I tried to grow the milkweed plants with zero success. So they will have to make do with what I have (yes, the butterfly bushes are invasive in some areas but the butterflies and bees really really like them, I just cannot bring myself to yank them out).
We also get other types of butterflies, too, that I forget the names of. The big white stripey one who is very territorial, and the black one with blue specks. As well as the plain white one with a couple pale green dots on it.
Iowa sounds great. I have always wanted to visit, but never had an excuse to go. That and Kansas (this one because it is the home of Clark Kent/Superman).
Gardening: So exciting I wet my plants!
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Jul 23, 2021 9:18 AM CST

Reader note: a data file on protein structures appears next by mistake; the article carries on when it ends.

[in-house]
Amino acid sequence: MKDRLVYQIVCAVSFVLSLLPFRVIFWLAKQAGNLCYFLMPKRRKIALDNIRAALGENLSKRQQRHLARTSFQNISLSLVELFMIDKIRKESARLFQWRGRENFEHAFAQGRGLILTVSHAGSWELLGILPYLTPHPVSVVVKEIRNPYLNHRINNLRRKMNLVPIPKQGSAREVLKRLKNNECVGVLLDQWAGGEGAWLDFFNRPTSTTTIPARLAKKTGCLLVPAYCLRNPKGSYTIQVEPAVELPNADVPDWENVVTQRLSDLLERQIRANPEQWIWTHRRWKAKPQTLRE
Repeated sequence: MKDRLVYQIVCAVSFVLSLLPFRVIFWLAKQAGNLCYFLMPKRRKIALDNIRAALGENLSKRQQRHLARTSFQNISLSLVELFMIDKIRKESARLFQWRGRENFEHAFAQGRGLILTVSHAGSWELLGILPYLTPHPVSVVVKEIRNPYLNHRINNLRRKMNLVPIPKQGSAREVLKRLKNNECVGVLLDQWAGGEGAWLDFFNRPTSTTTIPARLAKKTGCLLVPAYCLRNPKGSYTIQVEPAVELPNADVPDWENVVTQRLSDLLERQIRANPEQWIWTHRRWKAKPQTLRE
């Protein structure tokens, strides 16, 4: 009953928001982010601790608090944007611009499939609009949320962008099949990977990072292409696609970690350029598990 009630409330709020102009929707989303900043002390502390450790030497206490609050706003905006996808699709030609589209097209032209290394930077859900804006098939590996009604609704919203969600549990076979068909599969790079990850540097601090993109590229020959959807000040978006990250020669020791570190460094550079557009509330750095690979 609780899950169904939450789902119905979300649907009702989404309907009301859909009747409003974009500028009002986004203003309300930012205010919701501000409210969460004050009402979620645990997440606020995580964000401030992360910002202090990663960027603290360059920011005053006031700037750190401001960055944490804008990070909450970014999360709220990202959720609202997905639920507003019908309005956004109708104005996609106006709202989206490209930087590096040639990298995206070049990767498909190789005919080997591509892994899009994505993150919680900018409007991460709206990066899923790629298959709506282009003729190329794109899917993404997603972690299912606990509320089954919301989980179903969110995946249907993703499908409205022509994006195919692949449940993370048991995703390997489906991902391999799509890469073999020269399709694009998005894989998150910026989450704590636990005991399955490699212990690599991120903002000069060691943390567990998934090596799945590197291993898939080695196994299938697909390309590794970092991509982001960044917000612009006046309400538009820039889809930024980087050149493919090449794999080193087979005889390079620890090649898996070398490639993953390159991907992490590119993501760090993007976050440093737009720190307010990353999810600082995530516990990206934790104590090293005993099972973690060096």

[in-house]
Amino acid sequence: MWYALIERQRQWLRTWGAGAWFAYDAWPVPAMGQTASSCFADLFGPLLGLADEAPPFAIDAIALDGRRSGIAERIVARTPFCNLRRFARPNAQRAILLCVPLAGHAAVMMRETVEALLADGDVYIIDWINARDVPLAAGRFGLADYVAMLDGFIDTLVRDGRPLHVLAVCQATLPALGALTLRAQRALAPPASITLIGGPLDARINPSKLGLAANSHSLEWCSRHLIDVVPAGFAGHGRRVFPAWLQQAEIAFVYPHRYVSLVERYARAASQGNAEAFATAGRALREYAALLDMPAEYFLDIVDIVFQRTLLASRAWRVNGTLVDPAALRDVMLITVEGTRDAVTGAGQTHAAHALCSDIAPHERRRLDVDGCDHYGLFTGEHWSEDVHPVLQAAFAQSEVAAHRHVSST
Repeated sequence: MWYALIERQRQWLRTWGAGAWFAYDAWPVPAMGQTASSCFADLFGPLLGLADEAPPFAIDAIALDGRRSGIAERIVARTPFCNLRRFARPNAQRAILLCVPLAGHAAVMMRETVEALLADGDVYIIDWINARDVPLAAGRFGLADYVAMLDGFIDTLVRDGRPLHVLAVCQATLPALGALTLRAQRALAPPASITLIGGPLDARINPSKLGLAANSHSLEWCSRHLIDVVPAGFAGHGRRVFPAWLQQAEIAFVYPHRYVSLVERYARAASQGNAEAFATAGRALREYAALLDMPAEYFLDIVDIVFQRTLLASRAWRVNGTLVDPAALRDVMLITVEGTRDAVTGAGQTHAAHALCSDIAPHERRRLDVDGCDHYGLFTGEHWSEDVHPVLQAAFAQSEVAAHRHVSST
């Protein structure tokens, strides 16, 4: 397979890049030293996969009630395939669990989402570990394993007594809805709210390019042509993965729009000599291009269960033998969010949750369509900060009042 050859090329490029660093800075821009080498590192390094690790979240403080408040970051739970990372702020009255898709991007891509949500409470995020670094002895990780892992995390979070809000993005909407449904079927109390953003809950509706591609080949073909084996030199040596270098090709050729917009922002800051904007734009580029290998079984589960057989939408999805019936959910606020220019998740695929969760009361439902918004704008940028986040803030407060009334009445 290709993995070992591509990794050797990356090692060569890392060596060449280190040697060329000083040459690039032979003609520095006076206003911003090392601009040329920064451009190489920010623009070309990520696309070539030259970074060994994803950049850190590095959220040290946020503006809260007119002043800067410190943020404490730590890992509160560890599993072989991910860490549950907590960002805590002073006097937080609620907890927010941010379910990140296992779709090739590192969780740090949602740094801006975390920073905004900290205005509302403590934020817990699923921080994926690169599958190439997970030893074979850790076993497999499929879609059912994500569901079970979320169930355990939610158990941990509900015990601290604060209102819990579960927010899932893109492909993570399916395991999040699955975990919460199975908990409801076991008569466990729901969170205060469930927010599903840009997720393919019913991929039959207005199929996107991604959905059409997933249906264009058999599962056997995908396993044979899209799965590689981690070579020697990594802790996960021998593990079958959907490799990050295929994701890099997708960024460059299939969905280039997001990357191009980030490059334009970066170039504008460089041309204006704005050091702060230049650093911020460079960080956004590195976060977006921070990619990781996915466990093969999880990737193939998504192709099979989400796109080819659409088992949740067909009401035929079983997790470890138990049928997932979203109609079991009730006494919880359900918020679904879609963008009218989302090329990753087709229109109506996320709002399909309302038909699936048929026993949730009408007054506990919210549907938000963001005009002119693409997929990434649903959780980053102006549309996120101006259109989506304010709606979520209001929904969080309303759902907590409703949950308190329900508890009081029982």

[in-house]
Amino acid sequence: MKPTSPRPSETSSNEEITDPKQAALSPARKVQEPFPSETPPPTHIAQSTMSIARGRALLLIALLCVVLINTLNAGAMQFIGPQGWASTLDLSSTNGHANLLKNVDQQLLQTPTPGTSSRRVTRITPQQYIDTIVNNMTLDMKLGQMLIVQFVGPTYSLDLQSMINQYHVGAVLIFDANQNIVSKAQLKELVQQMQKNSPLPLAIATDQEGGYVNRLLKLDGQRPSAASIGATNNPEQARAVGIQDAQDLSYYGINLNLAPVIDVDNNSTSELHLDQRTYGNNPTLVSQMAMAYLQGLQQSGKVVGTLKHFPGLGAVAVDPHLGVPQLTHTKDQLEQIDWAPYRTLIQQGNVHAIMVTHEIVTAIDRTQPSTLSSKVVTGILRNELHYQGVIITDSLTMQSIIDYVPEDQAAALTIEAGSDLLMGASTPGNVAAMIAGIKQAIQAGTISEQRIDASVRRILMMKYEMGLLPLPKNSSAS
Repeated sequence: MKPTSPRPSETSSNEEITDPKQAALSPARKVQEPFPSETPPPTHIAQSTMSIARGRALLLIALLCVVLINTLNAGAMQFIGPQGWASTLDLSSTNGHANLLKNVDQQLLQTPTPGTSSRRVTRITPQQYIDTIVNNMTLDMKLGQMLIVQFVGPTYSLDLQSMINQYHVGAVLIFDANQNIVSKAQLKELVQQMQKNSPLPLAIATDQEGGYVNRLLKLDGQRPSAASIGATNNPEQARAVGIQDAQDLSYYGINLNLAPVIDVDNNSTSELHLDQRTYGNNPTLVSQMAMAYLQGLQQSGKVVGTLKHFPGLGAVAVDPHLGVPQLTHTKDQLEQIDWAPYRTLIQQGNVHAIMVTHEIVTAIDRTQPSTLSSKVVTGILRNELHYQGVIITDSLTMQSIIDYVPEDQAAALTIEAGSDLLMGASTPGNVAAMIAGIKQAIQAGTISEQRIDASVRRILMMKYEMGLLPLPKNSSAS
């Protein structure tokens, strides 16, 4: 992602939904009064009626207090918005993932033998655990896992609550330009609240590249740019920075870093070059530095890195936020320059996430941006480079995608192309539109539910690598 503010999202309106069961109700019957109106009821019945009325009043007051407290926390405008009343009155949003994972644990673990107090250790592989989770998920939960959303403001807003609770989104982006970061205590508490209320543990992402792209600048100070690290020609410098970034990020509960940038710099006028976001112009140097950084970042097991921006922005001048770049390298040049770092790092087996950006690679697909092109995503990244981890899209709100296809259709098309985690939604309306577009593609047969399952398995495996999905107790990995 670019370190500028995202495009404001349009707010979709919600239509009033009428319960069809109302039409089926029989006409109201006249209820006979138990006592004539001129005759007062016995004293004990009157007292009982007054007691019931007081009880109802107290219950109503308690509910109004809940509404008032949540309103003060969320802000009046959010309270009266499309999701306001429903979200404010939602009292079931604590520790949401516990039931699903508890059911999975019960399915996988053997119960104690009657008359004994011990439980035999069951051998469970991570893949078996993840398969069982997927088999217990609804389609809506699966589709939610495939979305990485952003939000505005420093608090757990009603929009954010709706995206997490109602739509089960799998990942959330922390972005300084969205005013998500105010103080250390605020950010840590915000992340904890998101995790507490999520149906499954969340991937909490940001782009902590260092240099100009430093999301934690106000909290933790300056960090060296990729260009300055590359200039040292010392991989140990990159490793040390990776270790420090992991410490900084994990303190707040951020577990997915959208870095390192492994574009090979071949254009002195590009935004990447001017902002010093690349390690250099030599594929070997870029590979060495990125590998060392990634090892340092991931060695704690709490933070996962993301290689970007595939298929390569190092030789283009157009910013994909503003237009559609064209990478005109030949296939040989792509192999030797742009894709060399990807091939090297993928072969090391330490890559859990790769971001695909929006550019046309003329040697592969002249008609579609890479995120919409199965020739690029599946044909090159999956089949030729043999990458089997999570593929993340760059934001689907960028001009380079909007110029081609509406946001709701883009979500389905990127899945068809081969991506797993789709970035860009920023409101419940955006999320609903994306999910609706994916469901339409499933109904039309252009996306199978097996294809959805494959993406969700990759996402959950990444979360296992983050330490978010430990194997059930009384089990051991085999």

New England (Zone 5b)
Butterflies Garden Photography
Orion,

Try planting the milkweed seeds in a pot in early spring. Just barely cover them with potting soil. I have had great success this way the last couple of years. Even using seeds several years old!
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Jul 23, 2021 9:31 AM CST
Name: Orion
Boston, MA (Zone 6b)
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SummerBee said:Nice pix Orion!๐Ÿ›๐Ÿฆ‹
The caterpillar is a black swallowtail and they like to eat things like dill. Monarch caterpillars are yellow, black, and white striped and milkweed is their host plant. Your monarch butterfly is a male (in case you were curious). You can tell by the little black dots on their lower wings.